This week at the Centre for Scottish and Celtic Studies seminar, we were treated to a variety of poetry readings by Rody Gorman. Gorman is the editor of the Irish and Scottish poetry anthology An Guth, and has been a fellow at University College Cork, Sabhal Mòr Ostaig in Skye and An Lanntair in Lewis. Gorman showcased some of his recent work in Gaelic, English, and Irish, accompanied by an insightful discussion of the themes such people, landscape, sound, and language in verse.
Several of the works read by Gorman were based on a powerful combination of the poetic form of blues music and the traditional formulaic imagery of Gaelic poetry – resulting in composite compositions that retain the traditional 12-bar blues format combined with the phraseology that typifies the Gaelic poetic tradition. Gorman told us how the marriage of blues sensibility with Gaelic nature imagery in his work was inspired by his interest in the country blues music of the interwar US South, that made use of the formulaic repetition of stock imagery and phrases, which struck him as resembling Gaelic poetry. This was the start of his ‘village verse’ – a poetry of natural, physical imagery and steeped in a very specific locality; intricately tied to place, community, and the Gaelic language.
Gorman penned many of his works during the Covid-19 lockdowns in 2020. The poetry reflects this unique context, using the Gaelic concept of the glasadh-sluaigh – the “green-grey lockdown” – as a literary device. This is used as the equivalent of the English ‘lockdown’, however also carries connotations of incarceration, as well as calling to mind a very specific colourscape, reflected in the use of glas – that elusive grey/green/blue divide common across all three Gaelic languages. Gorman weaves this theme into his poetry, drawing on the concept of eadar-theangaich (or ‘inter-tonguing’) to explore the connections and disconnections between the Gaelic verse and its English counterpart in the act of attempting to represent all the semantic instances of a Gaelic word with an English one.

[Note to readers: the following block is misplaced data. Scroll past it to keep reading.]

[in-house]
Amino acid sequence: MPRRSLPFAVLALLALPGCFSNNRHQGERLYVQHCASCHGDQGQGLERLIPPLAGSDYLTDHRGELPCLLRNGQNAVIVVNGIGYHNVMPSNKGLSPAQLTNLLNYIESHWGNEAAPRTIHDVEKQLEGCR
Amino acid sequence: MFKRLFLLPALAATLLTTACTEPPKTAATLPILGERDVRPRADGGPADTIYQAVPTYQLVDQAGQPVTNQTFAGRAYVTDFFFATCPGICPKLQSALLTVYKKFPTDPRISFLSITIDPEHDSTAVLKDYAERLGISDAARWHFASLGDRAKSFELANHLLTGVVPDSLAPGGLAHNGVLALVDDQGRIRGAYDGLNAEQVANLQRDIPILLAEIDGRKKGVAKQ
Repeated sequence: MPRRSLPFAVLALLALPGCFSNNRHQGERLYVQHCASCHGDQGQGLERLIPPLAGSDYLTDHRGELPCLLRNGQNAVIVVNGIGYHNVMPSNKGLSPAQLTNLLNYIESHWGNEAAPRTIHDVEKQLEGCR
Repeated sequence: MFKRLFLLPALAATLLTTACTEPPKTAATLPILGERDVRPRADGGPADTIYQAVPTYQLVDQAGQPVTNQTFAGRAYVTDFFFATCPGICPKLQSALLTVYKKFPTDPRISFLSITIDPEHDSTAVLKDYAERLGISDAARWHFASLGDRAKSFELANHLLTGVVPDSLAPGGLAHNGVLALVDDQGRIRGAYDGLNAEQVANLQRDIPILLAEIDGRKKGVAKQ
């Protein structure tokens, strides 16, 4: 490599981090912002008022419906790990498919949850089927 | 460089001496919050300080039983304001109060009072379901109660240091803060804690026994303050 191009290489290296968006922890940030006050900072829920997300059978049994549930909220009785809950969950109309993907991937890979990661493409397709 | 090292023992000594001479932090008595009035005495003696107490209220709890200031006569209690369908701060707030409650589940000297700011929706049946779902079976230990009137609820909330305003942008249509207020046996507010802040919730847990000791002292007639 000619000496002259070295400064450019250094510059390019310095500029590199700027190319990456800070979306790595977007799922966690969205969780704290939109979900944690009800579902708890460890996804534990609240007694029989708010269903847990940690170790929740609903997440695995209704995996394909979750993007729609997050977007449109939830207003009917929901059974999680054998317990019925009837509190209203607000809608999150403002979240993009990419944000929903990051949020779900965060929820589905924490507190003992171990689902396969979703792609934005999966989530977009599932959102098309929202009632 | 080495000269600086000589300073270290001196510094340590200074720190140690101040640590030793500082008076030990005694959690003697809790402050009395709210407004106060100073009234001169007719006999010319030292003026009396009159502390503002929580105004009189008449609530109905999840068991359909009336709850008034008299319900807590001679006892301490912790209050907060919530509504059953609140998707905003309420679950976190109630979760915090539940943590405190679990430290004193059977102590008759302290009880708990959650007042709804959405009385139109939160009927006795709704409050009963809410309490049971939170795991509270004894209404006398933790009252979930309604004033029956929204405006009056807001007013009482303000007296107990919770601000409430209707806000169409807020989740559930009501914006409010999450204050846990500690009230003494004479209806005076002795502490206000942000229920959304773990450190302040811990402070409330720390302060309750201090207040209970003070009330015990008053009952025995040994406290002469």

The profound societal change that all communities experienced during these lockdowns was captured by Gorman through his defamiliarization of community events, such as a funeral in Sleat in Skye, where the contrast between song and silence was brought to the fore. Gorman notes that, during this time of restricted movement and reduced activity, the village community became his entire universe. Sounds were replaced by silence, the “silence of absence”, and yet in this silence certain sounds became accentuated, such as that of children playing in the playground. In this way, Gorman explored the passage of time in a clearly recognisably local environment, noting both the changes and the permanence of the landscape.
The theme of eadar-theangaich, of translation and recontextualization, came through in more of Gorman’s work, specifically in his reimagining of the great Gaelic bard Alexander McDonald’s Birlinn Chlann Raghnaill. This iteration as Gaeilge, the Birlinn Ó Domhnaill, takes place in Co. Donegal in Ireland, and necessitated some cultural shifts, such as substituting Colmcille (St. Columba) for God in the blessing of the boats. This work was also an exercise in recursive translation, as we were invited to compare the English-language version to that of the Irish, and also of the original Gaelic work, and to notice the preservation of some of the original rhythm of McDonald’s work.
This is only a snapshot of the work that Gorman presented us with at this seminar, and of course no substitute for hearing a live performance! The seminar was a thought-provoking exploration of the themes of locality, sound, language, time, and more, and invited us to reflect on our own ‘villages’.